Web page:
lightControlTool := &genai.Tool{
    FunctionDeclarations: []*genai.FunctionDeclaration{{
        Name:        "controlLight",
        Description: "Set the brightness and color temperature of a room light.",
        Parameters: &genai.Schema{
            Type: genai.TypeObject,
            Properties: map[string]*genai.Schema{
                "brightness": {
                    Type:        genai.TypeString,
                    Description: "Light level from 0 to 100. Zero is off and"+
                        " 100 is full brightness.",
                "colorTemperature": {
                    Type:        genai.TypeString,
                    Description: "Color temperature of the light fixture which" +
                        " can be `daylight`, `cool` or `warm`.",
            Required: []string{"currencyDate", "currencyFrom"},

Declare functions during model initialization

When you want to use function calling with a model, you must provide your function declarations when you initialize the model object. You declare functions by setting the model's Tools parameter:

// ...

lightControlTool := &genai.Tool{
    // ...

// Use a model that supports function calling, like a Gemini 1.5 model
model := client.GenerativeModel("gemini-1.5-flash")

// Specify the function declaration.
model.Tools = []*genai.Tool{lightControlTool}

Generate a function call

Once you have initialized model with your function declarations, you can prompt the model with the defined function. You should use use function calling using chat prompting (SendMessage()), since function calling generally benefits from having the context of previous prompts and responses.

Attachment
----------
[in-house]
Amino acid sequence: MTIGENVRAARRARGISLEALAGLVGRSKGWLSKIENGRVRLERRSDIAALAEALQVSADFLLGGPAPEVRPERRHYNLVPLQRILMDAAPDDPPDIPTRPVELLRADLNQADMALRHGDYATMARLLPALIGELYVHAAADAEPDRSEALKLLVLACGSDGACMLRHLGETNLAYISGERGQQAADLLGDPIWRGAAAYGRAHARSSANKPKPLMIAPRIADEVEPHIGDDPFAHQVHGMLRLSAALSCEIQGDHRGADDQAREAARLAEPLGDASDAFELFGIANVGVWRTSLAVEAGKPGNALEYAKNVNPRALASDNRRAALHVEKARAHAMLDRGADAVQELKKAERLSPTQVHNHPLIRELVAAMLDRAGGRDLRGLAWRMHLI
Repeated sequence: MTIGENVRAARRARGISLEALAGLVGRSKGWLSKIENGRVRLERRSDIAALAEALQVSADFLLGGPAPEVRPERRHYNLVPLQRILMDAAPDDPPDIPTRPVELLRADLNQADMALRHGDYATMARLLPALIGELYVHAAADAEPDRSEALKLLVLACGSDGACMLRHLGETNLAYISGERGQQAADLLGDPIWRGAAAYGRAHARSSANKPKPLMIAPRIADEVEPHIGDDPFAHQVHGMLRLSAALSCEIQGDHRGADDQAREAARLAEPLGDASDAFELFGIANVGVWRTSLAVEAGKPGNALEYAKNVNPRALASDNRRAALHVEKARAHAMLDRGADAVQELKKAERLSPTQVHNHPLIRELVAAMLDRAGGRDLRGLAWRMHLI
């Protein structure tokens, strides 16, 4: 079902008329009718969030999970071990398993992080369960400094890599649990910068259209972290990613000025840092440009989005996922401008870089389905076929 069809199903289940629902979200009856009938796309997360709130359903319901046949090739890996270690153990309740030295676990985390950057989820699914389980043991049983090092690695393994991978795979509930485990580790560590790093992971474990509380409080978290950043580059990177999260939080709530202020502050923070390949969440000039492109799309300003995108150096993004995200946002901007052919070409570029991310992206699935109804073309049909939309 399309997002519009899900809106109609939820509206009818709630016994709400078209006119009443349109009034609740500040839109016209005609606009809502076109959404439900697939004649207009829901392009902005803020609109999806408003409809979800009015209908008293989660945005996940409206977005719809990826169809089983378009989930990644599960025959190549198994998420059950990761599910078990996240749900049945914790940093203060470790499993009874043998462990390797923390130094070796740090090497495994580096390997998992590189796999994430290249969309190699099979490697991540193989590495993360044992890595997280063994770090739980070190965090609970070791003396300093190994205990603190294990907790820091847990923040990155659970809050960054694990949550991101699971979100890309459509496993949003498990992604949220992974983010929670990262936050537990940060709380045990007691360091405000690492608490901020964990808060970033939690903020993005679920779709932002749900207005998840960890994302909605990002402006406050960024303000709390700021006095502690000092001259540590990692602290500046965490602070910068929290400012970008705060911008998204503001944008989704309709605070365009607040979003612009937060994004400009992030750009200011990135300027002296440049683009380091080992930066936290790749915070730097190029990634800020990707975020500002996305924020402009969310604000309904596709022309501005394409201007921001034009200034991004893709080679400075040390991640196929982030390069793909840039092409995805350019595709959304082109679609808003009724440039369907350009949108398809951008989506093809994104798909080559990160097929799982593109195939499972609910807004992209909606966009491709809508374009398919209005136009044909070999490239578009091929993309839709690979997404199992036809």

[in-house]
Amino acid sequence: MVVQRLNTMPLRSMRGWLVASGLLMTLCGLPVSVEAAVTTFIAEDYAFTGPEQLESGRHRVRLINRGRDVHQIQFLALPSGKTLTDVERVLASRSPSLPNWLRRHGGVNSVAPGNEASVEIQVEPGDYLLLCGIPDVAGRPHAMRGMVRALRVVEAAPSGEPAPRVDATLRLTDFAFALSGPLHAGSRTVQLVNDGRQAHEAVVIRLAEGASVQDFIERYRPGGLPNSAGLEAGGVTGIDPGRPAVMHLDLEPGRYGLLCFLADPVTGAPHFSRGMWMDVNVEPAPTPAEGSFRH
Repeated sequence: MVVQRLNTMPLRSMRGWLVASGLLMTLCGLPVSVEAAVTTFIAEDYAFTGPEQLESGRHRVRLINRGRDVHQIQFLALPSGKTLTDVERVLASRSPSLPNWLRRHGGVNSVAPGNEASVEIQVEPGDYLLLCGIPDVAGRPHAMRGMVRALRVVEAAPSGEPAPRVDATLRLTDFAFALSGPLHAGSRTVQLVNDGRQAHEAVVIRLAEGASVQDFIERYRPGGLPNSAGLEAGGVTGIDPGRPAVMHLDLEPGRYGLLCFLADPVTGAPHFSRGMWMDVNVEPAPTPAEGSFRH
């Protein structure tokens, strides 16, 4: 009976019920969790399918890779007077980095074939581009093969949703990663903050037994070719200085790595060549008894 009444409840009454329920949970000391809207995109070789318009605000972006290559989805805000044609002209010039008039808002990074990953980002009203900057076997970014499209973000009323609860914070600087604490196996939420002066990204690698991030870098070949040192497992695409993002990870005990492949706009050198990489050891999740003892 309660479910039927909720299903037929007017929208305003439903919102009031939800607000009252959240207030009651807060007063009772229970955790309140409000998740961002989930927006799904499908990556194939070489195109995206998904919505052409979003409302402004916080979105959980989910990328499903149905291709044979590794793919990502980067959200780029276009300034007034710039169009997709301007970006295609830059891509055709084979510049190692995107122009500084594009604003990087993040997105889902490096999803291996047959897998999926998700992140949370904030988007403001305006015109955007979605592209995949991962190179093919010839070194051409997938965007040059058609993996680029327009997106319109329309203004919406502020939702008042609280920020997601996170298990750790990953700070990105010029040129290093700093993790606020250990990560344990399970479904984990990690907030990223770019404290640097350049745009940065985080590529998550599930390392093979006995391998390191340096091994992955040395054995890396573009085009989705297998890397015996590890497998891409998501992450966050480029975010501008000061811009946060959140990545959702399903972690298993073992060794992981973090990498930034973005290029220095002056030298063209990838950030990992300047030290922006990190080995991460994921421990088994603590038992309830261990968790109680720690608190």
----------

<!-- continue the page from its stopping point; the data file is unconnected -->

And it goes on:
// Start new chat session.
session := model.StartChat()

prompt := "Dim the lights so the room feels cozy and warm."

// Send the message to the generative model.
resp, err := session.SendMessage(ctx, genai.Text(prompt))
if err != nil {
    log.Fatalf("Error sending message: %v\n", err)

// Check that you got the expected function call back.
part := resp.Candidates[0].Content.Parts[0]
funcall, ok := part.(genai.FunctionCall)
if !ok {
    log.Fatalf("Expected type FunctionCall, got %T", part)
if g, e := funcall.Name, lightControlTool.FunctionDeclarations[0].Name; g != e {
    log.Fatalf("Expected FunctionCall.Name %q, got %q", e, g)
fmt.Printf("Received function call response:\n%q\n\n", part)

apiResult := map[string]any{
    "brightness":  "30",
    "colorTemperature":  "warm" }

// Send the hypothetical API result back to the generative model.
fmt.Printf("Sending API result:\n%q\n\n", apiResult)
resp, err = session.SendMessage(ctx, genai.FunctionResponse{
    Name:     lightControlTool.FunctionDeclarations[0].Name,
    Response: apiResult,
if err != nil {
    log.Fatalf("Error sending message: %v\n", err)

// Show the model's response, which is expected to be text.
for _, part := range resp.Candidates[0].Content.Parts {
    fmt.Printf("%v\n", part)